https://static-content.springer.com/image/art%3A10.1186%2Fs40643-015-0044-x/MediaObjects/40643_2015_44_Fig2_HTML.gif
Figure 2

Colonization and reproduction efficiency comparison between biofilm-harvested and planktonic AKS2 cells. Equal numbers (approximately 104 CFU) of biofilm-harvested cells and planktonic cells of AKS2 were separately inoculated in basal media containing sterile LDPE films and incubated at 30°C for different time points. After the incubation, polyethylene films were recovered from the conditioned media, stained with acridine orange and observed under a fluorescence microscope. Microbial colonization efficiency (A) and reproduction efficiency (B) were examined. The figure is representative of images obtained from 20 different fields and from three independent experiments. Statistical significance between the groups of reproduction efficiency was evaluated by ANOVA.

Biofilm-harvested AKS2 cells exhibit increased functional diversity and metabolic activity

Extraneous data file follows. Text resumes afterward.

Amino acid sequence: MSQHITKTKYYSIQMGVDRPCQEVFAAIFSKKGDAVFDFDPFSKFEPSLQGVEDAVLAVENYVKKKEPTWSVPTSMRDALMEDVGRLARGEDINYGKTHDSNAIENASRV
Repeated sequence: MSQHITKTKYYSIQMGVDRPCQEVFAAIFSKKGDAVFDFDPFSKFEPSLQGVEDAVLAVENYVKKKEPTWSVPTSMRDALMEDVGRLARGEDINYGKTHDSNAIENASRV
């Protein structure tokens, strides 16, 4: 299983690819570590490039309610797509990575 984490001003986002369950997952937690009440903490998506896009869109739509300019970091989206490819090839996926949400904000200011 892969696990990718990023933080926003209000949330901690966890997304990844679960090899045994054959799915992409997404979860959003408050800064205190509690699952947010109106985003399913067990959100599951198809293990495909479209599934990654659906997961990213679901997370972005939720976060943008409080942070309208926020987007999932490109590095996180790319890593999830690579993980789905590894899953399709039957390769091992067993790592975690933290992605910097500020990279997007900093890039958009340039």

In an ecological niche, metabolic functional diversity influences productivity of an organism by increasing their ability to utilize a greater variety of nutrients [17]. Thus, it is possible that in the biofilm, AKS2 cells increase metabolic functional diversity, which in turn enhances their LDPE degradation capability. To verify this, we compared the functional diversity of biofilm-harvested and planktonic AKS2 cells by determining the Shannon diversity index from the utilization spectrum of 31 different eco-sensitive carbon sources in BiOLOG-ECO plates [18,19]. We observed that the Shannon diversity index is significantly higher (approximately 27%) for biofilm-harvested cells than for planktonic cells (Figure 3A). To further validate the result, we compared metabolic potentials of biofilm-harvested cells and planktonic cells. Metabolic potential of an organism was examined by measuring the AWCD of BiOLOG-ECO plate [18]. As expected, the biofilm-harvested cells of AKS2 showed higher level of AWCD compared to the planktonic cells (Figure 3B). Thus, the results demonstrated increased functional diversity and metabolic potential of biofilm-harvested AKS2 cells.
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Figure 3